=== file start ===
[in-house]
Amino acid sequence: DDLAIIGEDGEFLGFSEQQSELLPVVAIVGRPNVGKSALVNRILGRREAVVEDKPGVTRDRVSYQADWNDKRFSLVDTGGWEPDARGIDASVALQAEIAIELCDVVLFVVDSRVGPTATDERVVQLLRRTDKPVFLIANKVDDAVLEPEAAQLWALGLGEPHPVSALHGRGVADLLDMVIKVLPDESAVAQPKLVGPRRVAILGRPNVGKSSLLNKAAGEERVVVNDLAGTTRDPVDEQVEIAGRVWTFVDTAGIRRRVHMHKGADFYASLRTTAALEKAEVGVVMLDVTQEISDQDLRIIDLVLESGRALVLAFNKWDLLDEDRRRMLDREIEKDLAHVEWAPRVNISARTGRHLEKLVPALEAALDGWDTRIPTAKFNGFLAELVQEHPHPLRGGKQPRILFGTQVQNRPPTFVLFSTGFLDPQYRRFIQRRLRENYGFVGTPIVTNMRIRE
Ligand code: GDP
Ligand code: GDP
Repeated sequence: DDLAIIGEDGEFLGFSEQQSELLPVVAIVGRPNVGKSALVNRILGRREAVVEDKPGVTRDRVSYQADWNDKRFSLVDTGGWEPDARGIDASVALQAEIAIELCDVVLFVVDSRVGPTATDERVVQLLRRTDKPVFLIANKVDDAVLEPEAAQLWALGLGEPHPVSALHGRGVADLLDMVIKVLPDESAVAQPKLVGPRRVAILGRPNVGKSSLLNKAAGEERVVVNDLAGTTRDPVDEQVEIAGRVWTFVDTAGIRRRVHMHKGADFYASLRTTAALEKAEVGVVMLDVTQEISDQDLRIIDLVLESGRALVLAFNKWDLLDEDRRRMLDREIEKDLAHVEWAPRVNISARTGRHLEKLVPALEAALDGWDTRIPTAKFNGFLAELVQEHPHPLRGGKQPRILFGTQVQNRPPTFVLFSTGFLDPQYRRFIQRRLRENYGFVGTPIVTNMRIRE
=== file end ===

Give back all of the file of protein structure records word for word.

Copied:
[in-house]
Amino acid sequence: DDLAIIGEDGEFLGFSEQQSELLPVVAIVGRPNVGKSALVNRILGRREAVVEDKPGVTRDRVSYQADWNDKRFSLVDTGGWEPDARGIDASVALQAEIAIELCDVVLFVVDSRVGPTATDERVVQLLRRTDKPVFLIANKVDDAVLEPEAAQLWALGLGEPHPVSALHGRGVADLLDMVIKVLPDESAVAQPKLVGPRRVAILGRPNVGKSSLLNKAAGEERVVVNDLAGTTRDPVDEQVEIAGRVWTFVDTAGIRRRVHMHKGADFYASLRTTAALEKAEVGVVMLDVTQEISDQDLRIIDLVLESGRALVLAFNKWDLLDEDRRRMLDREIEKDLAHVEWAPRVNISARTGRHLEKLVPALEAALDGWDTRIPTAKFNGFLAELVQEHPHPLRGGKQPRILFGTQVQNRPPTFVLFSTGFLDPQYRRFIQRRLRENYGFVGTPIVTNMRIRE
Ligand code: GDP
Ligand code: GDP
Repeated sequence: DDLAIIGEDGEFLGFSEQQSELLPVVAIVGRPNVGKSALVNRILGRREAVVEDKPGVTRDRVSYQADWNDKRFSLVDTGGWEPDARGIDASVALQAEIAIELCDVVLFVVDSRVGPTATDERVVQLLRRTDKPVFLIANKVDDAVLEPEAAQLWALGLGEPHPVSALHGRGVADLLDMVIKVLPDESAVAQPKLVGPRRVAILGRPNVGKSSLLNKAAGEERVVVNDLAGTTRDPVDEQVEIAGRVWTFVDTAGIRRRVHMHKGADFYASLRTTAALEKAEVGVVMLDVTQEISDQDLRIIDLVLESGRALVLAFNKWDLLDEDRRRMLDREIEKDLAHVEWAPRVNISARTGRHLEKLVPALEAALDGWDTRIPTAKFNGFLAELVQEHPHPLRGGKQPRILFGTQVQNRPPTFVLFSTGFLDPQYRRFIQRRLRENYGFVGTPIVTNMRIRE